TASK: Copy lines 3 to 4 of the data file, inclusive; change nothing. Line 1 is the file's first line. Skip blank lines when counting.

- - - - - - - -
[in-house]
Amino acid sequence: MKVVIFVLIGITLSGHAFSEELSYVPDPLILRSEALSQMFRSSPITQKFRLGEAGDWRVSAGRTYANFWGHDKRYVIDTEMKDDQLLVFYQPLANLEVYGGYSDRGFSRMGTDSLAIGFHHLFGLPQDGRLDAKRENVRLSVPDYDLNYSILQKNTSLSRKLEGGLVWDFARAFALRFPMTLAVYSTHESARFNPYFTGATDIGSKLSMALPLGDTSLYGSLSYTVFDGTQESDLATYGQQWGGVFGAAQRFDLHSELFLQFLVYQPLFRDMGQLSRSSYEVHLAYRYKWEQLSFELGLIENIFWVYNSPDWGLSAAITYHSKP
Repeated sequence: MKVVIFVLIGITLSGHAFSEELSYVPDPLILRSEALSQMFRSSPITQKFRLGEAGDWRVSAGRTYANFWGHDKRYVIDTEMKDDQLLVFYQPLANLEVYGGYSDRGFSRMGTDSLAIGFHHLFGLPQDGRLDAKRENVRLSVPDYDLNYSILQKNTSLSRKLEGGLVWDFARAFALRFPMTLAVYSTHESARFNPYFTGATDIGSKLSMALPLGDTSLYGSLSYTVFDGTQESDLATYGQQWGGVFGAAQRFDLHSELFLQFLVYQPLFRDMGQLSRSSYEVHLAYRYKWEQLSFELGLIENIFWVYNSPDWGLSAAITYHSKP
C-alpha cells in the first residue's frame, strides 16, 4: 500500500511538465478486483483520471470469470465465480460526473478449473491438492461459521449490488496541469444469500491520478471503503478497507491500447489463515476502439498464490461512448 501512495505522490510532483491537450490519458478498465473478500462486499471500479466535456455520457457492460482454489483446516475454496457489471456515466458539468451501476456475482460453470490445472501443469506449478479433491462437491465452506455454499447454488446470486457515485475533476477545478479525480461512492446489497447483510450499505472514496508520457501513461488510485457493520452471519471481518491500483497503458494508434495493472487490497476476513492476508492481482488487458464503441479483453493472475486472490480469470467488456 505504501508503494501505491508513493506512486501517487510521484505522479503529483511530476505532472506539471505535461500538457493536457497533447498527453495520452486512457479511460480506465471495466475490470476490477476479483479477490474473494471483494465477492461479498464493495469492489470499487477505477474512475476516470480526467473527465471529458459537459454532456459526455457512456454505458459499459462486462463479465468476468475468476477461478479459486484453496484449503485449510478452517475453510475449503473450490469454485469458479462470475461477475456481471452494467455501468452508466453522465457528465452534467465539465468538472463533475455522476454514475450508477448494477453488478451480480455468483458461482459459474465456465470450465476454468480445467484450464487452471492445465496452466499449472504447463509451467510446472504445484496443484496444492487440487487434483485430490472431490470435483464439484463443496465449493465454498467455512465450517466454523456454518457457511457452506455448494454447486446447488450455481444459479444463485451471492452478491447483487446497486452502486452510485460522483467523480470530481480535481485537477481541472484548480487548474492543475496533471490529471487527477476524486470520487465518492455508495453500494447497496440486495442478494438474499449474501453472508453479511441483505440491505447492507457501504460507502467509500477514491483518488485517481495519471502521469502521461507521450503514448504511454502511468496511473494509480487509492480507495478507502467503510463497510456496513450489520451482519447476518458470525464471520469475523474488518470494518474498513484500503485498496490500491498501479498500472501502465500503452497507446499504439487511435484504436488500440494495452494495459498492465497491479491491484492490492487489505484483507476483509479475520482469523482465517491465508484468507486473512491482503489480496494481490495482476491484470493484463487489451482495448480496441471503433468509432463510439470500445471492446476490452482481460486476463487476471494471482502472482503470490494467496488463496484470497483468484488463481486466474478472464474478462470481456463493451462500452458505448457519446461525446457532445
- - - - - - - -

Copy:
Repeated sequence: MKVVIFVLIGITLSGHAFSEELSYVPDPLILRSEALSQMFRSSPITQKFRLGEAGDWRVSAGRTYANFWGHDKRYVIDTEMKDDQLLVFYQPLANLEVYGGYSDRGFSRMGTDSLAIGFHHLFGLPQDGRLDAKRENVRLSVPDYDLNYSILQKNTSLSRKLEGGLVWDFARAFALRFPMTLAVYSTHESARFNPYFTGATDIGSKLSMALPLGDTSLYGSLSYTVFDGTQESDLATYGQQWGGVFGAAQRFDLHSELFLQFLVYQPLFRDMGQLSRSSYEVHLAYRYKWEQLSFELGLIENIFWVYNSPDWGLSAAITYHSKP
C-alpha cells in the first residue's frame, strides 16, 4: 500500500511538465478486483483520471470469470465465480460526473478449473491438492461459521449490488496541469444469500491520478471503503478497507491500447489463515476502439498464490461512448 501512495505522490510532483491537450490519458478498465473478500462486499471500479466535456455520457457492460482454489483446516475454496457489471456515466458539468451501476456475482460453470490445472501443469506449478479433491462437491465452506455454499447454488446470486457515485475533476477545478479525480461512492446489497447483510450499505472514496508520457501513461488510485457493520452471519471481518491500483497503458494508434495493472487490497476476513492476508492481482488487458464503441479483453493472475486472490480469470467488456 505504501508503494501505491508513493506512486501517487510521484505522479503529483511530476505532472506539471505535461500538457493536457497533447498527453495520452486512457479511460480506465471495466475490470476490477476479483479477490474473494471483494465477492461479498464493495469492489470499487477505477474512475476516470480526467473527465471529458459537459454532456459526455457512456454505458459499459462486462463479465468476468475468476477461478479459486484453496484449503485449510478452517475453510475449503473450490469454485469458479462470475461477475456481471452494467455501468452508466453522465457528465452534467465539465468538472463533475455522476454514475450508477448494477453488478451480480455468483458461482459459474465456465470450465476454468480445467484450464487452471492445465496452466499449472504447463509451467510446472504445484496443484496444492487440487487434483485430490472431490470435483464439484463443496465449493465454498467455512465450517466454523456454518457457511457452506455448494454447486446447488450455481444459479444463485451471492452478491447483487446497486452502486452510485460522483467523480470530481480535481485537477481541472484548480487548474492543475496533471490529471487527477476524486470520487465518492455508495453500494447497496440486495442478494438474499449474501453472508453479511441483505440491505447492507457501504460507502467509500477514491483518488485517481495519471502521469502521461507521450503514448504511454502511468496511473494509480487509492480507495478507502467503510463497510456496513450489520451482519447476518458470525464471520469475523474488518470494518474498513484500503485498496490500491498501479498500472501502465500503452497507446499504439487511435484504436488500440494495452494495459498492465497491479491491484492490492487489505484483507476483509479475520482469523482465517491465508484468507486473512491482503489480496494481490495482476491484470493484463487489451482495448480496441471503433468509432463510439470500445471492446476490452482481460486476463487476471494471482502472482503470490494467496488463496484470497483468484488463481486466474478472464474478462470481456463493451462500452458505448457519446461525446457532445